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Area in any city or town inhabited only by Jews. The term “ghetto” has many explanations: the Republic of Venice passed a law in 1516 ordering all Venetian Jews to be limited to one particular section of Venice, known as Ghetto; the word is derived from a Venetian workshop known as Geto, where weapons were made; it is an abbreviation of the Italian borghetto, meaning suburb.

From the first days of Exile, wherever Jews have lived they have kept to separate neighborhoods by their own choice as well as by decree. Jews often made their living from trade and preferred to live near the marketplace or other such sources of livelihood. Their religious and social needs also caused them to settle in groups. The idea of separating Jewish inhabitants from the rest of the population was conceived by the Catholic Church. But it was not until 1179 that the Third Lateran Council issued an edict forbidding Jews and Christians to live side by side. For a long time this decree was not carried out, but in the 13th century some countries began to limit the Jews to special districts. In 1239, King James I of Aragon relocated the Jews of Valencia in a specific district known as Juderia. In 1276, London Jews were assigned a special area called Jewry. In Germany, in the 13th century, Jews were limited to living in streets named Judengasse. In some towns in the south of France under the rule of the pope, the Lateran decree went into effect in the 14th century and the ghetto in these places was called Juiverie. In 1555, Pope Paul restricted the Jews of Rome to a dilapidated quarter beside the Tiber river known as Giudecca. Later, ghettos were instituted in other Italian towns as well, such as Toscana, Padua, and Mantua.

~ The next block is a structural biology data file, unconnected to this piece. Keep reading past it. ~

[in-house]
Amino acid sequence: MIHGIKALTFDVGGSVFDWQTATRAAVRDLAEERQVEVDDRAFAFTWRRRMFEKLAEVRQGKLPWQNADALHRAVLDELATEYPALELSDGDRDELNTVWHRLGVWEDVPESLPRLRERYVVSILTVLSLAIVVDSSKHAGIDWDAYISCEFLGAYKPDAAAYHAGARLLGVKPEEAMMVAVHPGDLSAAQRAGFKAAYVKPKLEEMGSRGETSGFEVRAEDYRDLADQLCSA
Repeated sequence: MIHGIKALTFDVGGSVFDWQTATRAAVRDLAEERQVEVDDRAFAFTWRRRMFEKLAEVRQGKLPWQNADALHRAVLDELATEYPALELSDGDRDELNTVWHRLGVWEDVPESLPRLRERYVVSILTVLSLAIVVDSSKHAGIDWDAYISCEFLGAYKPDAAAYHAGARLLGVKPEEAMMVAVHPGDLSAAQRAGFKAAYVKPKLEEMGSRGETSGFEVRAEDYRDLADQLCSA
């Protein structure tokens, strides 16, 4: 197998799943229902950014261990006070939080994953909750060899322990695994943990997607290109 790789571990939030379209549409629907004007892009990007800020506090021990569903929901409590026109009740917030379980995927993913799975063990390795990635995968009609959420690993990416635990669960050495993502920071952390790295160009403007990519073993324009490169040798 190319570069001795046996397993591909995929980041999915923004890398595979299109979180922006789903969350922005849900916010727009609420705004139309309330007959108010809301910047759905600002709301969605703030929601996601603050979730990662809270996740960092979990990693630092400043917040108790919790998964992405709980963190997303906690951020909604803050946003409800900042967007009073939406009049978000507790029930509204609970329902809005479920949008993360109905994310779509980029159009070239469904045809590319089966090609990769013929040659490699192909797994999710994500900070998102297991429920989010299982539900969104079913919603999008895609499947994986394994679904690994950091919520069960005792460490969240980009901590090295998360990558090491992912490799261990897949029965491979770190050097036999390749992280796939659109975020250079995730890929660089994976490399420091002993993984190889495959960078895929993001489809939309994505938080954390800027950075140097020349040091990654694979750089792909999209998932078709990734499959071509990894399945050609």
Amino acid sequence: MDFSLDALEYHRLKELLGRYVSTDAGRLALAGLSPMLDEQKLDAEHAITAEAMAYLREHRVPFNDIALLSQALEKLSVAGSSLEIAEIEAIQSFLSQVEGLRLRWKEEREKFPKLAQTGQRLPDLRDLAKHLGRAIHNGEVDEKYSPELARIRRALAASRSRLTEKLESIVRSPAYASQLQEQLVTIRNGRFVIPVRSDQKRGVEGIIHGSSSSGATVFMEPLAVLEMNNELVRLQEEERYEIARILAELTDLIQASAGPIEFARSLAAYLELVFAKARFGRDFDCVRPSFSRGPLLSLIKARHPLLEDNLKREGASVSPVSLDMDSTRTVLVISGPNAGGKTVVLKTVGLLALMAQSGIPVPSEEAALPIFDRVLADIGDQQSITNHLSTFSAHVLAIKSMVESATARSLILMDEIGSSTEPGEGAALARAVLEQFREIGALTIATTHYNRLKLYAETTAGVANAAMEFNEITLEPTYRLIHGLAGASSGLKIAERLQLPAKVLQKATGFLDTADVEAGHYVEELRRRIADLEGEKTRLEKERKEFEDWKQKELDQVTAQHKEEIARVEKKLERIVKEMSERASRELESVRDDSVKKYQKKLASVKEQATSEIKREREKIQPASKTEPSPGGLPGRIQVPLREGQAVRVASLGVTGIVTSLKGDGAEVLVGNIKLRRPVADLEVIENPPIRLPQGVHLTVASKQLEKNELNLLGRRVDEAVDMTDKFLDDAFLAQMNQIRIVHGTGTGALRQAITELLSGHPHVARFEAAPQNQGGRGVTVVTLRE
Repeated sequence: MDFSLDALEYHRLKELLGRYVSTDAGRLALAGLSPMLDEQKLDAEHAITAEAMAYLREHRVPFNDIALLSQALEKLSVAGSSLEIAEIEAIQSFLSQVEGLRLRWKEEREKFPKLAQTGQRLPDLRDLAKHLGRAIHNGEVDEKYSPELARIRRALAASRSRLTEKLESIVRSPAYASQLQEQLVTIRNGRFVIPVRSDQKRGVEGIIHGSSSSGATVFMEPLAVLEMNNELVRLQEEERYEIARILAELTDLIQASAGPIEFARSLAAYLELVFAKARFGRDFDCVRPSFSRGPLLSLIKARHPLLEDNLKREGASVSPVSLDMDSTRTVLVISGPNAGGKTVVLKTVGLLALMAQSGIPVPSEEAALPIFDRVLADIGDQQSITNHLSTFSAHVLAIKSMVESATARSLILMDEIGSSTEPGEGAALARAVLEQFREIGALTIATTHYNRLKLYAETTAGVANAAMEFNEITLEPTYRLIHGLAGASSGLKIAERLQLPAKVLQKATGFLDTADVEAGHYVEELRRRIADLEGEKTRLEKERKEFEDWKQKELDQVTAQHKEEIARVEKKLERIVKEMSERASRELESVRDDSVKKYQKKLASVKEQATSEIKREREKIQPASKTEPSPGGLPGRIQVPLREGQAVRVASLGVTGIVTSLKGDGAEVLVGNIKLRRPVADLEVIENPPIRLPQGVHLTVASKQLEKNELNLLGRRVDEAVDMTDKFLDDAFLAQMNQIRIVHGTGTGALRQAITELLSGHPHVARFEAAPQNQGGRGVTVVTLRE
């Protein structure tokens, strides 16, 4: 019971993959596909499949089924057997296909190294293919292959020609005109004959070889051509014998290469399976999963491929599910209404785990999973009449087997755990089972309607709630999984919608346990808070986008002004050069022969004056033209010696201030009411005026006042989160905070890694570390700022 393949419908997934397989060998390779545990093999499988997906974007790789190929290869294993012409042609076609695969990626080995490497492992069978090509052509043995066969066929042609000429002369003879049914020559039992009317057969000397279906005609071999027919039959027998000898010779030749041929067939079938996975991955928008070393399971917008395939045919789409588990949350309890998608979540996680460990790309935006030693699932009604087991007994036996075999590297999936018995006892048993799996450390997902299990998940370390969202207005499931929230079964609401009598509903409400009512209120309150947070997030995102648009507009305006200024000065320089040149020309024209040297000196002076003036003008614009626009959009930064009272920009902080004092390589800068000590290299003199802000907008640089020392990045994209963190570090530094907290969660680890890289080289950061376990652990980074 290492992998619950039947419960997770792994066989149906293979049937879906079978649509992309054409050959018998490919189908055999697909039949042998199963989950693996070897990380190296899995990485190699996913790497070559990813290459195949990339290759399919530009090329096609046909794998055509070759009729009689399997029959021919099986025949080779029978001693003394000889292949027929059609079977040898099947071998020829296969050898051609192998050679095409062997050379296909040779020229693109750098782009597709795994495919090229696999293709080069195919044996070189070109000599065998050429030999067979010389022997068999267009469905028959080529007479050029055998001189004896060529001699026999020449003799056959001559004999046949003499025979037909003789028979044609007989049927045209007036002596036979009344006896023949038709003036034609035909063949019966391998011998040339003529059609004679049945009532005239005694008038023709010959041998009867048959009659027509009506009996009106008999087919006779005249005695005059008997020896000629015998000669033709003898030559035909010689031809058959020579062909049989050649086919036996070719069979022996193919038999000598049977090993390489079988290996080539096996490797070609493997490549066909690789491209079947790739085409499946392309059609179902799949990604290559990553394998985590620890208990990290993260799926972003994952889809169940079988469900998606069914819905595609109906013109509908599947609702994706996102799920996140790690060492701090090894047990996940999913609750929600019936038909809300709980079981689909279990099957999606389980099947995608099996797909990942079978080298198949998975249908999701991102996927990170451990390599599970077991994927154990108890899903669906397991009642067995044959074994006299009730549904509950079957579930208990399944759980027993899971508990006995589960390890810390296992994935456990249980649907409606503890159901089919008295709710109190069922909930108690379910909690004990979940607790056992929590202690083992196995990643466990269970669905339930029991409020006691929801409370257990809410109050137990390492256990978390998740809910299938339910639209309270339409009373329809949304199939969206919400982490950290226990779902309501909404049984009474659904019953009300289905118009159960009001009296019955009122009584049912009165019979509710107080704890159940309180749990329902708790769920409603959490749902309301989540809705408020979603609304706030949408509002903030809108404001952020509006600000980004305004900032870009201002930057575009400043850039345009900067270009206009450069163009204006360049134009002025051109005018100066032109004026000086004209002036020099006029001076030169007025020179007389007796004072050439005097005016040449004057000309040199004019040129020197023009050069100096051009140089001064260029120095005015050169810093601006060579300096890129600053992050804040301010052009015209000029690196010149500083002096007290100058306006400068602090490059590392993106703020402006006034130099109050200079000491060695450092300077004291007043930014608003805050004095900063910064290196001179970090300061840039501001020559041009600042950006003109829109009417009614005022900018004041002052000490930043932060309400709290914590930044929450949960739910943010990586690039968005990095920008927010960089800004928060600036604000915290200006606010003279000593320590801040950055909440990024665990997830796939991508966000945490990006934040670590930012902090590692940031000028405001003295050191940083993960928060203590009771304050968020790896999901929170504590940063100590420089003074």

In the 15th century there were ghettos in various cities in Poland

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